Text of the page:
When Things Seem Hopeless – June 24, 2018

 

Rembrandt_Christ_in_the_Storm-300
“The Storm on the Sea of Galilee” (Rembrandt, 1633)

Scripture: Mark 4:35-41

On that day, when evening had come, he said to them, “Let us go across to the other side.” And leaving the crowd behind, they took him with them in the boat, just as he was. Other boats were with him. A great windstorm arose, and the waves beat into the boat so that the boat was already being swamped. But he was in the stern, asleep on the cushion; and they woke him up and said to him, “Teacher, do you not care that we are perishing?” He woke up and rebuked the wind, and said to the sea, “Peace! Be still!” Then the wind ceased, and there was a dead calm. He said to them, “Why are you afraid? Have you still no faith?” And they were filled with great awe and said to one another, “Who then is this, that even the wind and the sea obey him?”

Reflection:

The disciples fear and despair for their lives. Their boat is swamped with water and about to sink in the middle of the lake during a great windstorm. Jesus is sound asleep, seemingly oblivious to their danger. They are frustrated by Jesus’ inaction in the face of their impending doom and wonder if he cares for them. They despair because they have hope and their hope is unfulfilled. All despair presupposes hope. “Where hope and life are frustrated in every respect,” says Jurgen Moltmann, “the hope turns against the hoper and eats into him.”

I have heard many people caught up in seasons of impending danger speak words similar to those of the disciples, “Teacher, do you not care that we are, or that I am perishing?” In fact, I’ve thought and spoken similar words myself on occasions throughout difficult seasons in my life.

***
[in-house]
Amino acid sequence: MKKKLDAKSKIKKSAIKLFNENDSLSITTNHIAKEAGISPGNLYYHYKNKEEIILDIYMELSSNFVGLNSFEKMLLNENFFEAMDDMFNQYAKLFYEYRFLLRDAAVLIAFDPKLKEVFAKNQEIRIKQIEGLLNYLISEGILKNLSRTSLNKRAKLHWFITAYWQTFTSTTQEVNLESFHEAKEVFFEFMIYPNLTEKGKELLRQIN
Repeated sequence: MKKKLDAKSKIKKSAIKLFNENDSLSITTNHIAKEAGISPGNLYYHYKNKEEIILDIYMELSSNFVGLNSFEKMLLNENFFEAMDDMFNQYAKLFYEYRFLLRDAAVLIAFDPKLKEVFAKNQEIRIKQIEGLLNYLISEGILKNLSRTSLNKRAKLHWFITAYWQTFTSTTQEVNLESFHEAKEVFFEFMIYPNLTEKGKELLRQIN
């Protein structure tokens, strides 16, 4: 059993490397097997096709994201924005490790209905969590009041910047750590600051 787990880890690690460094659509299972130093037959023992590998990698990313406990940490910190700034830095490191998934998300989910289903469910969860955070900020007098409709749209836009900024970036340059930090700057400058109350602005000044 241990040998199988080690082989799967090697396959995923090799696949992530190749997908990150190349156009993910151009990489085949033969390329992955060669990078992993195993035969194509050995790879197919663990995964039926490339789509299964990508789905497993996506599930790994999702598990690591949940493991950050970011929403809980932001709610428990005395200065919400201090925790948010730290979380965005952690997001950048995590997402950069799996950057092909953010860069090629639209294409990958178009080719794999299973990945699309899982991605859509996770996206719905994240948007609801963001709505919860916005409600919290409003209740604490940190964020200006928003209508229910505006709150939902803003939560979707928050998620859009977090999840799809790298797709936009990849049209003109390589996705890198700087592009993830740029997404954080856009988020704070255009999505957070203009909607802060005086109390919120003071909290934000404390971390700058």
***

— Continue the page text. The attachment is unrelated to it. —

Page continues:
In seasons of impending danger, our anxious thoughts tend to move from trust in God to fear, from initiative to resignation, from seeking the spiritual strength and grace of our Christian community to isolation and loneliness.  This movement away from trust in God, from agency, and from the Christian community, drives us deeper into the grip of fear and despair. But we are never without hope!

The good news in this text is that the disciples have hope in Christ; more than they think. They are able to turn to him for help amid their own fears and lack of faith. They have faith in Christ, against their own lack of faith. They hope in Christ, against their hopelessness. Christ rises to calm the raging sea outside of them and calms their raging fears and despair within them.

There will be times when the great windstorms of life will shake our hope and our faith in God and in humanity. Our prayers, our hopes, and our agency will seem small, empty, and frustrated by the largeness of what we face individually, as a church, a community, our country, or as a global community. We will wonder in frustration, “Does God even care?” And still, we pray, we hope, we dare to trust, we dare to take agency, and we continue to seek the spiritual strength and grace of the Christian community, as we watch for the hope-filled world of God to unfold.

We pray, hope, and watch until our fears are overcome by the assurance of God’s enduring and everlasting love from which nothing can separate us from (Romans 8:38-39).

We pray until we can say with awe, wonder, and praise, “Who then is this, that even the wind and the sea obey him?”

Prayer based on Psalm 107:1-3, 23-32

We are at our wit’s end in our calamity, O Lord. Hear our cries of faith and hope to you and bring us out of our distress.  Still the storm, and hush the beating waves that engulf us. Bring us into the haven of your peace. Thank you for your steadfast love for us which endures forever.

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